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Cambodian Women Migrant Workers: Findings from a Migration Mapping Study






Migration is an emerging development issue in Cambodia. Its increasing scale and its multifaceted nature has started attracting greater interest from the Cambodian government who now recognizes the long-term policy implications of migration. This mapping study is intended to provide a preliminary overview of the issues and problems related to internal and external migration of Cambodian workers. While the study focuses on Cambodian women migrant workers, it is able to identify existing policy/legislation and institutional resources on migration in the Cambodian context.

A quick assessment reveals that the Cambodian policy and legislation on migration remains at an infancy stage, despite the establishment of several bilateral labour agreements in the region.
The awareness of labour rights and consequences of migration is low among Cambodian migrant workers, most of whom had their rights or interests undermined at some stage in the migration process. Migration, regular or irregular, is perceived as a stopgap measure in a country where viable employment opportunities are limited. Cambodian women migrant workers are more vulnerable to abuse and exploitation due to gender-based discrimination and their having a lower set of skills and knowledge compared to men. There are a handful of organizations working on migration issues in Cambodia but resources available to assist migrant workers remains severely constrained. It is partly this which explains why none has a strong gender-sensitive focus in its work.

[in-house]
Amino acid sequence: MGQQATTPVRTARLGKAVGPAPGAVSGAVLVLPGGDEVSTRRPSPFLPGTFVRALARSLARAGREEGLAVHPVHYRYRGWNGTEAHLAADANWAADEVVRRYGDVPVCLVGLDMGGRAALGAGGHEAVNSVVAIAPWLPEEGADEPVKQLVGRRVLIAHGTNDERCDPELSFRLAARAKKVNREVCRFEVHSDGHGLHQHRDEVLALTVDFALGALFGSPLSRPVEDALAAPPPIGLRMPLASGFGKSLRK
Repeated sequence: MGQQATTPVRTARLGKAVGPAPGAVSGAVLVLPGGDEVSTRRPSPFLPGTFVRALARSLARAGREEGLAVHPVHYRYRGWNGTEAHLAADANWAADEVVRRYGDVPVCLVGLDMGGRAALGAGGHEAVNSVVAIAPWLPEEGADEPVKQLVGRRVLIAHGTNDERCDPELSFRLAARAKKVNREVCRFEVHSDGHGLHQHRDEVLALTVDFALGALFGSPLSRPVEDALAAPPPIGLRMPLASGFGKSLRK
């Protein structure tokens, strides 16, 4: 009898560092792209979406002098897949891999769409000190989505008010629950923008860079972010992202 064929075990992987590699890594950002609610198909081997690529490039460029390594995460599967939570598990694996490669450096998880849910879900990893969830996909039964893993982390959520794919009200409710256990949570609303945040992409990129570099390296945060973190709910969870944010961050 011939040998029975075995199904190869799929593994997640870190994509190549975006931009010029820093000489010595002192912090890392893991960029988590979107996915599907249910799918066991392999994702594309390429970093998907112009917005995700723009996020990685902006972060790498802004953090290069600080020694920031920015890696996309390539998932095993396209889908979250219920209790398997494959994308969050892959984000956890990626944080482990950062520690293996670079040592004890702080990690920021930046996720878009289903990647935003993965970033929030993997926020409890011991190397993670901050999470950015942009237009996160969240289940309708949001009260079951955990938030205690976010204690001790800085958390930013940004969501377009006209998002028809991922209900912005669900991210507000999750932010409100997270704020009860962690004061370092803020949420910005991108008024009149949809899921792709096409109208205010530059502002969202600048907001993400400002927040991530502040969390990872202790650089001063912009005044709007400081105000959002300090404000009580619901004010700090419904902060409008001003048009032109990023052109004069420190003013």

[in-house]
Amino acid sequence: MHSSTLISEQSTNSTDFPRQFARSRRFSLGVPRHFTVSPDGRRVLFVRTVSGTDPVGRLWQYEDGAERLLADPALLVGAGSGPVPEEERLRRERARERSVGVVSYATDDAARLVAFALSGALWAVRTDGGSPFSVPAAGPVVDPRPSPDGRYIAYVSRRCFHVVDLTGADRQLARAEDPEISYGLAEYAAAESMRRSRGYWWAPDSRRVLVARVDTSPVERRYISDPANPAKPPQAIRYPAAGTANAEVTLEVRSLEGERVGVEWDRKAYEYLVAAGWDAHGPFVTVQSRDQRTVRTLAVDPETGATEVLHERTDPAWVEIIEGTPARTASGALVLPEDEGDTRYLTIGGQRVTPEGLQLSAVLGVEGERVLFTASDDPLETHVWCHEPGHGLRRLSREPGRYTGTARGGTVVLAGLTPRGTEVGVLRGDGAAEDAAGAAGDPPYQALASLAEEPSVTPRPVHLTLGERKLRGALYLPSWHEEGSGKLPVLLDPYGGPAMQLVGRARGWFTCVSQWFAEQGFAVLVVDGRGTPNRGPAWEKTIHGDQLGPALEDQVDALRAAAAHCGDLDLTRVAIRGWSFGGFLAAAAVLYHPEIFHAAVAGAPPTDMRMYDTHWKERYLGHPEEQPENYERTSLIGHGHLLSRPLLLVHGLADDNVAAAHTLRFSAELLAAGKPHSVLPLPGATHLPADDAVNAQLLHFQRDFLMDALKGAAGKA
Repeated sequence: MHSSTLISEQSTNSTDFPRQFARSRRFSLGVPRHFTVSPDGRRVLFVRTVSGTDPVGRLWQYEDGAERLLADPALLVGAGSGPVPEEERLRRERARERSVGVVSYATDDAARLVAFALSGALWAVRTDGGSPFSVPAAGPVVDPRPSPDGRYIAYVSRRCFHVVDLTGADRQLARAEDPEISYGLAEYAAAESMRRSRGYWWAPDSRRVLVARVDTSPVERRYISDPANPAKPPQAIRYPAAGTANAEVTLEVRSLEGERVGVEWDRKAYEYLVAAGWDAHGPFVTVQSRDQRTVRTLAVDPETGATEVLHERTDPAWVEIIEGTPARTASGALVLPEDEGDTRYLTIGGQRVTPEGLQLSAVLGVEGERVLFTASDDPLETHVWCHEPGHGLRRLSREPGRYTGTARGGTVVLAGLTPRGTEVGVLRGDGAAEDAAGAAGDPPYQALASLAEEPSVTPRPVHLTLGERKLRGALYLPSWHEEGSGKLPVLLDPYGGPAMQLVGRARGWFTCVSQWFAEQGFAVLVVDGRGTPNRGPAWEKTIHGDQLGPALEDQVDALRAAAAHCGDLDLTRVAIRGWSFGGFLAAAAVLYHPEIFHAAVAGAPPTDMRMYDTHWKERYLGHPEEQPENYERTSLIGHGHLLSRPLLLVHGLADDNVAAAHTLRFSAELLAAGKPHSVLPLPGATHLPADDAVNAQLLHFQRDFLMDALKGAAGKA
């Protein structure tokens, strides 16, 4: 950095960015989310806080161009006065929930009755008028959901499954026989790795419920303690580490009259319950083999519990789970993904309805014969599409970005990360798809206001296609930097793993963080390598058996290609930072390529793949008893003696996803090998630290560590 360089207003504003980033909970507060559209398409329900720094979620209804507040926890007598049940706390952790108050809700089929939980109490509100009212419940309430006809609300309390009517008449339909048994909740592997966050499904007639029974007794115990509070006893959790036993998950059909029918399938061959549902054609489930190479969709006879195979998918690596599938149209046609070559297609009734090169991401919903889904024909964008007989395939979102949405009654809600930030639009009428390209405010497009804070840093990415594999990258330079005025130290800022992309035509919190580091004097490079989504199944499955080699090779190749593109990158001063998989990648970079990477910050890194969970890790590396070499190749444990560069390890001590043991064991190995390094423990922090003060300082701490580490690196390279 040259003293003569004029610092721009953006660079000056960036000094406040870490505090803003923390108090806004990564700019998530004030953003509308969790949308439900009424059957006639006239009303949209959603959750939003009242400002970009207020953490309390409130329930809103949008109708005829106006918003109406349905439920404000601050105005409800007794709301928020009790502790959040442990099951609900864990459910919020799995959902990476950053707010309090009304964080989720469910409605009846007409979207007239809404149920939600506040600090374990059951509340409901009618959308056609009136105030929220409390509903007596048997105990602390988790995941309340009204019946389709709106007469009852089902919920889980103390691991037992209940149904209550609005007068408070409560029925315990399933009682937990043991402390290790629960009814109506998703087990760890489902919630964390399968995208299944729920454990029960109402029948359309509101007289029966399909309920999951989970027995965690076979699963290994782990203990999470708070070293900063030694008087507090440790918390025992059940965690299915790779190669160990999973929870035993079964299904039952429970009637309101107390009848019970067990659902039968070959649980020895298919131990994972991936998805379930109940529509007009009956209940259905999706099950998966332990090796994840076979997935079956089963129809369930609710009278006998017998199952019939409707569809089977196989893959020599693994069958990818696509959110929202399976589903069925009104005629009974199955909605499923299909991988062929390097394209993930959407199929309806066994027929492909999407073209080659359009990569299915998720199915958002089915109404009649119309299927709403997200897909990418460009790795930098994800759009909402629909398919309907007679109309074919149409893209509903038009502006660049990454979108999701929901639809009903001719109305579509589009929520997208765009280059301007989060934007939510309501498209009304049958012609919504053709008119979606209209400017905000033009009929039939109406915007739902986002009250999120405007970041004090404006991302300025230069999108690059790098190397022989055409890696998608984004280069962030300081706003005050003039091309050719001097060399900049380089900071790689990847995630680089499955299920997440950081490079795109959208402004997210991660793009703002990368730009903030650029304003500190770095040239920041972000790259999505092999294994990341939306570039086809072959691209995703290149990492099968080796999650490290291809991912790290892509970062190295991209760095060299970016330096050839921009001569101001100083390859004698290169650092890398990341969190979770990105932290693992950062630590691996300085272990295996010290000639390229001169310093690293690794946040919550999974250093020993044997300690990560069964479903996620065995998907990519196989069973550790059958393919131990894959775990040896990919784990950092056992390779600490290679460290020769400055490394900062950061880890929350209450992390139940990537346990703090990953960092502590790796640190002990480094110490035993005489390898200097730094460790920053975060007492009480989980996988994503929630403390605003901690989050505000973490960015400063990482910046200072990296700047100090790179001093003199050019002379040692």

In its recommendations, this study proposes the Cambodian government to adopt formal, official bilateral labour agreements that include provisions for a standard contract between workers and employment agencies/employers, clear mechanisms for monitoring privately operating recruitment agencies, and protection of migrant workers' freedom of movement and association and their rights to health. The government should also look into establishing an independent body to monitor and regulate recruitment agencies in order to hold them accountable for protecting the rights and interests of migrant workers. It is recommended that minimum standards be created for pre-departure training programme, which should be made available and easily accessible to all migrant workers. Promoting greater public awareness of the importance of safe and orderly migration should be part of an integrated information campaign strategy by the government.

There is a lack of updated, reliable and comprehensive statistics and information on migration in Cambodia. More research and documentation is needed in the volume and modes of irregular migration, the processes and consequences of migration, the relationship between workers and labour agents/brokers/recruiters, the abuses and problems that migrants encounter at their workplace, the costs and benefits of migration for stakeholders, in order to identify appropriate solutions and intervention strategies at the national and grassroots levels. This study recommends continuing discussions and information sharing between migrant-focused NGOs, community-based organizations, trade unions, migrant workers and the government, with the objectives of understanding the migration dynamics, identifying the problems, and lobbying the government to address the gaps.

Number of pages



United Nations Development Fund for Women (UNIFEM)

Place published

Phnom Penh, Cambodia

File Attachments



Cambodian Women Migrant Workers, Regulation and Legislation

Economic sectors

General relevance - all sectors

Content types

Policy analysis and Support initiatives

Target groups

Policymakers, Researchers, and NGOs/community groups/solidarity networks

Geographical focuses

Regional relevance

Spheres of activity

Gender and sexuality studies, Law, and Social work